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commit 8dcff8aec1e1ea83fa5762ad597eb828d9adef02
parent ca97fd173aa58a83024518175051a4811440f3ad
Author: pyratebeard <>
Date:   Thu,  3 Mar 2022 16:51:30 +0000


Aentry/ | 26++++++++++++++++++++++++++
1 file changed, 26 insertions(+), 0 deletions(-)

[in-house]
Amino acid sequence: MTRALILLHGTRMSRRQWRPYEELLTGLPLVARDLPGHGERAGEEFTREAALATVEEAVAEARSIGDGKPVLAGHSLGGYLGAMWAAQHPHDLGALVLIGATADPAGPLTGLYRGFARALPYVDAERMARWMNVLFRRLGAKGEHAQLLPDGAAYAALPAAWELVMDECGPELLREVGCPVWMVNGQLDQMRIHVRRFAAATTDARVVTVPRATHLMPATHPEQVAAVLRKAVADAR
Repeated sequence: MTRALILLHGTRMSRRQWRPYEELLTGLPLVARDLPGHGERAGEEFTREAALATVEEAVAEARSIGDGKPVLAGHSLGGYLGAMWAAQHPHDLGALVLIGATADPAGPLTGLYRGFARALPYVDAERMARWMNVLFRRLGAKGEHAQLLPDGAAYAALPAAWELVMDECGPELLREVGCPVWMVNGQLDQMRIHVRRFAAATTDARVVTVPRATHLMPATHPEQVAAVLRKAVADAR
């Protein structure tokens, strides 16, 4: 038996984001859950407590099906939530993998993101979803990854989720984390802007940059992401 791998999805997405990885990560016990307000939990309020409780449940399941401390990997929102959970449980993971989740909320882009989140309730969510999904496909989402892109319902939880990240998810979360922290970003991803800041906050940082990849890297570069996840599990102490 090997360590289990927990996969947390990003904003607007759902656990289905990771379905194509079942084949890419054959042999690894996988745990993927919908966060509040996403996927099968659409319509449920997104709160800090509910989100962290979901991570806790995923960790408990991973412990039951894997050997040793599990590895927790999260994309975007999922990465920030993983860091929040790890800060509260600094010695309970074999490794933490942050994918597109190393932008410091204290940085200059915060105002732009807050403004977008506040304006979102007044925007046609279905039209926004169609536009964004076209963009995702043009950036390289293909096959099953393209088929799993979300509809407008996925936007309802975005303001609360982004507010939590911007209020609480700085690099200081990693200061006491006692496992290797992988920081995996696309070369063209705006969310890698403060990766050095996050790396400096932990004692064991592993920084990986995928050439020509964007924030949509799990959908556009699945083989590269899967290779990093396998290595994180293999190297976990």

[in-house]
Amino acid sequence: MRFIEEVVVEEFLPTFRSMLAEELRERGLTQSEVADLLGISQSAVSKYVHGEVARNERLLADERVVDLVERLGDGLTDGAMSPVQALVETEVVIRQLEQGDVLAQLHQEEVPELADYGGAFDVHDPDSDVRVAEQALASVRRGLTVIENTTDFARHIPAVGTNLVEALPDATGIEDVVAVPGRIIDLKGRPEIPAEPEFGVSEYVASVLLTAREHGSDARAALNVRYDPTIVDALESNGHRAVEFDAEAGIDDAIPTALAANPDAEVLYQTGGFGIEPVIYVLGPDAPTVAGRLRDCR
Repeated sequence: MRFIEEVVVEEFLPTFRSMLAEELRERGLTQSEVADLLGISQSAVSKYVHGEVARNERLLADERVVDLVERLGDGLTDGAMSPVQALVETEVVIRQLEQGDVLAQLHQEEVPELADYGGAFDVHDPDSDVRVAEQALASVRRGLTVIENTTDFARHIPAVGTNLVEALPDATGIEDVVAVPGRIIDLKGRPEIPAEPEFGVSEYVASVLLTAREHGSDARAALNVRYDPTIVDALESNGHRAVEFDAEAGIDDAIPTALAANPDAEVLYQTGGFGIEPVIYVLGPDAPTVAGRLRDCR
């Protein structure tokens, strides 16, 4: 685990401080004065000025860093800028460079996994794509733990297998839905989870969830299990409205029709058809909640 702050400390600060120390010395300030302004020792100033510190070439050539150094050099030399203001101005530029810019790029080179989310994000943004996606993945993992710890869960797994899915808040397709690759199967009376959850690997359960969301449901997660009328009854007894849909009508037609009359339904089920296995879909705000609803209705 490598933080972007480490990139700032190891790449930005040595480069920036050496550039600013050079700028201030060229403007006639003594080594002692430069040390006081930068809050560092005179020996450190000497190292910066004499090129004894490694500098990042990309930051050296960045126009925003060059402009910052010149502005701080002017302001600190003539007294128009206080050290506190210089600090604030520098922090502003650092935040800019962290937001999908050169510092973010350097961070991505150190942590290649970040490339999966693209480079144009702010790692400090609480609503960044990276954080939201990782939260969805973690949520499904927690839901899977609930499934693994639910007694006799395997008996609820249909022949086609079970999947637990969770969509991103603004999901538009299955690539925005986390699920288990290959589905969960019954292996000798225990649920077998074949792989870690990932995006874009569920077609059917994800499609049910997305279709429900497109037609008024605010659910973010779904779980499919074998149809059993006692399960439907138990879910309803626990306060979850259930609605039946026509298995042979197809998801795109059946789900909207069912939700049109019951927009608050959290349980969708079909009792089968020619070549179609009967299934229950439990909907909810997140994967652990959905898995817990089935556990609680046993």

diff --git a/entry/ b/entry/ @@ -0,0 +1,26 @@ +I use Ansible quite a lot these days, and I find the coloured output useful when I am skimming through the results. + +The other day I had to capture the output as a file to show a colleague, so I used `tee` +``` +ansible-playbook playbook.yml | tee results.out +``` + +By piping to `tee` Ansible doesn't show any colour. This is common if a command doesn't think it is writing to an interactive output. + +A quick internet search provided a [useful solution]({target="_blank" rel="noreferrer"}, to use the `unbuffer` command. You can get this command by installing the `expect` package on Arch or rpm-based distros or `expect-dev` on deb-based distros. + +Now prepend `unbuffer` to your command +``` +unbuffer ansible-playbook playbook.yml | tee results.out +``` + +This will also add the colour codes to your output file so if you use `less` add the `-R` option +``` +less -R results.out +``` + +This will work with any command, not just `ansible-playbook`. + +A downside to `unbuffer` is that it doesn't recognise aliases. I alias `ansible-playbook` to `ap` but cannot use that with `unbuffer`. I have seen an alternative way of preserving colour using the `script` command but it was not as easy to get working. + +It is not often that I need this so I will stick with `unbuffer` for now. If you know of any other methods I would be happy to hear them, contact details can be found on my [homepage](